This morning we visit North Seymour Island. The island was named after English nobleman Lord Hugh Seymour. Formed by uplifted submarine lava, the island is home to a huge colony of about 2,500 land iguanas and large populations of sea lions, blue-footed boobies, common noddies and frigatebirds. We explore the rocky coast where it is possible to see land and marine iguanas and the biggest colony of Magnificent Frigatebirds as well as blue footed boobies. We then journey to Santa Cruz Island where we will visit the highlands. The Highlands of Santa Cruz is a very interesting site due to the rich wildlife, hills, ferns, volcanoes and lava tubes present. Exploring the lava tubes is a surreal and unique experience. Here you can see all the different agricultural zones that are present in the Galapagos in one place. This area is home to giant tortoises, forest, mockingbirds, Bahama ducklings, White-cheeked Pintail ducklings, Darwin finches, and many other species. [B,L,D]
Day 5 Mosquera Islet - Baltra Island
This morning begins at Mosquera Islet. This islet is located between the islands of Baltra and North Seymour. It is a reef of rocks and coral (the result of an uprising) and a great white sand beach. Its narrowest width reaches about 160 meters and has an estimated length of 600 meters. In most of the perimeter there is a base of lava rocks, as evidence of the lava uprising, except in the southwest side where the landing occurs. This island has one of the largest populations of sea lions. You can also observe several species of shorebirds. There have been occasional reports at this site of Orcas (Orcinus orca) feeding on sea lions. Afterwards we will be transferred to the airport for the flight back to the mainland. [B]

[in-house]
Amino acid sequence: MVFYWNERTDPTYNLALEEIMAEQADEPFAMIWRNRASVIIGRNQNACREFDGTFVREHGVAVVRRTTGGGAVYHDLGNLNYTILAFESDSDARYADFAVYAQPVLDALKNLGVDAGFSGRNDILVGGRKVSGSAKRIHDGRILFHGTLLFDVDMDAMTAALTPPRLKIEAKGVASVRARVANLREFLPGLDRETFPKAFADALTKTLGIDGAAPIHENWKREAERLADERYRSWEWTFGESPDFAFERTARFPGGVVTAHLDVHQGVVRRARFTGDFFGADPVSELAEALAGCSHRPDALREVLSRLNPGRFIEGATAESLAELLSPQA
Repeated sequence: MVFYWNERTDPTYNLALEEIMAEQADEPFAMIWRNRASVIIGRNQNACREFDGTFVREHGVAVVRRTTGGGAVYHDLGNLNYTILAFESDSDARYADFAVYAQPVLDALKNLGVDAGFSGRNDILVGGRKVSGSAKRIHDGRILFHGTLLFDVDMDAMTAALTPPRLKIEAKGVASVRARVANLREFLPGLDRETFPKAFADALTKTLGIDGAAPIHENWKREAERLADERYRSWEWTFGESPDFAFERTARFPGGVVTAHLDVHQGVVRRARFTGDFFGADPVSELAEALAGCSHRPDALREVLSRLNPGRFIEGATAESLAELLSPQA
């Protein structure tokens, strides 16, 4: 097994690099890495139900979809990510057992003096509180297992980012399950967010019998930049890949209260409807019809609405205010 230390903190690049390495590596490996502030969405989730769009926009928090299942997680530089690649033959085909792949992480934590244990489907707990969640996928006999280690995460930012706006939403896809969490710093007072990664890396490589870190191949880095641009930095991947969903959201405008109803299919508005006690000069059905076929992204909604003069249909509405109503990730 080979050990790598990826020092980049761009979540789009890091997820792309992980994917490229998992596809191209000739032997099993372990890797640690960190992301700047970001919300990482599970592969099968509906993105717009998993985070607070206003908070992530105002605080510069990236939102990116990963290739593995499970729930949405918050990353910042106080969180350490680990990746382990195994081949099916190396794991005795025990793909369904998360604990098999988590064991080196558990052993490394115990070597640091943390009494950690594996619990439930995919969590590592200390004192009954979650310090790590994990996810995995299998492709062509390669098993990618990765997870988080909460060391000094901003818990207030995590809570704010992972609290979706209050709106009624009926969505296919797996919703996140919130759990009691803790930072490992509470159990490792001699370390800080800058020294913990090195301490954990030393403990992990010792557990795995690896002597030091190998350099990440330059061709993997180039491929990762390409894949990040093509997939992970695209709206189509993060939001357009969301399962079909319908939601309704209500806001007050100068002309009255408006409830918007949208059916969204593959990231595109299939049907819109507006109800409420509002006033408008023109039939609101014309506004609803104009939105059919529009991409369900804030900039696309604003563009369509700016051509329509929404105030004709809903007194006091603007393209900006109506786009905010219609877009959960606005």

- Accommodation based on twin-share cabin with private facilities
- All meals on board (breakfast, lunch and dinner)
- A program of included shore excursions and sightseeing
- Airfares to the Galapagos Islands (approximately $820pp AU)
- Galapagos Islands National Park entrance fee ($100pp US)
- INGALA Galapagos Visitor Card Fee ($20pp US)
The Small Print: Prices are per person based on twin share. Single Supplement on request. Seasonal surcharges apply. Cabin upgrades and itinerary length variations may be available. Please contact our office for details.